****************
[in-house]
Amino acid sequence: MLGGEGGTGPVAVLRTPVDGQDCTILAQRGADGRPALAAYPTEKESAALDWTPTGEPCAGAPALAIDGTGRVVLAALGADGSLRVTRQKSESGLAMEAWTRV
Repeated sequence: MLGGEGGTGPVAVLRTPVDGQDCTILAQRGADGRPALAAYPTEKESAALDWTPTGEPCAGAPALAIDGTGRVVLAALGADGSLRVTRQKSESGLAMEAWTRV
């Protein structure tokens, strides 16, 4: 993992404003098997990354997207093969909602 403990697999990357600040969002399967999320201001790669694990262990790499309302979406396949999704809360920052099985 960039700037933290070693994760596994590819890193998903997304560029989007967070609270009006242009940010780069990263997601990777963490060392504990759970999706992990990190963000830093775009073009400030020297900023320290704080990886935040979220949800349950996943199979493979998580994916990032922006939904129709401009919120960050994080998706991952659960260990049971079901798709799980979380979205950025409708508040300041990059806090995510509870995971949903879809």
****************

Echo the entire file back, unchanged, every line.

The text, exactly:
[in-house]
Amino acid sequence: MLGGEGGTGPVAVLRTPVDGQDCTILAQRGADGRPALAAYPTEKESAALDWTPTGEPCAGAPALAIDGTGRVVLAALGADGSLRVTRQKSESGLAMEAWTRV
Repeated sequence: MLGGEGGTGPVAVLRTPVDGQDCTILAQRGADGRPALAAYPTEKESAALDWTPTGEPCAGAPALAIDGTGRVVLAALGADGSLRVTRQKSESGLAMEAWTRV
């Protein structure tokens, strides 16, 4: 993992404003098997990354997207093969909602 403990697999990357600040969002399967999320201001790669694990262990790499309302979406396949999704809360920052099985 960039700037933290070693994760596994590819890193998903997304560029989007967070609270009006242009940010780069990263997601990777963490060392504990759970999706992990990190963000830093775009073009400030020297900023320290704080990886935040979220949800349950996943199979493979998580994916990032922006939904129709401009919120960050994080998706991952659960260990049971079901798709799980979380979205950025409708508040300041990059806090995510509870995971949903879809």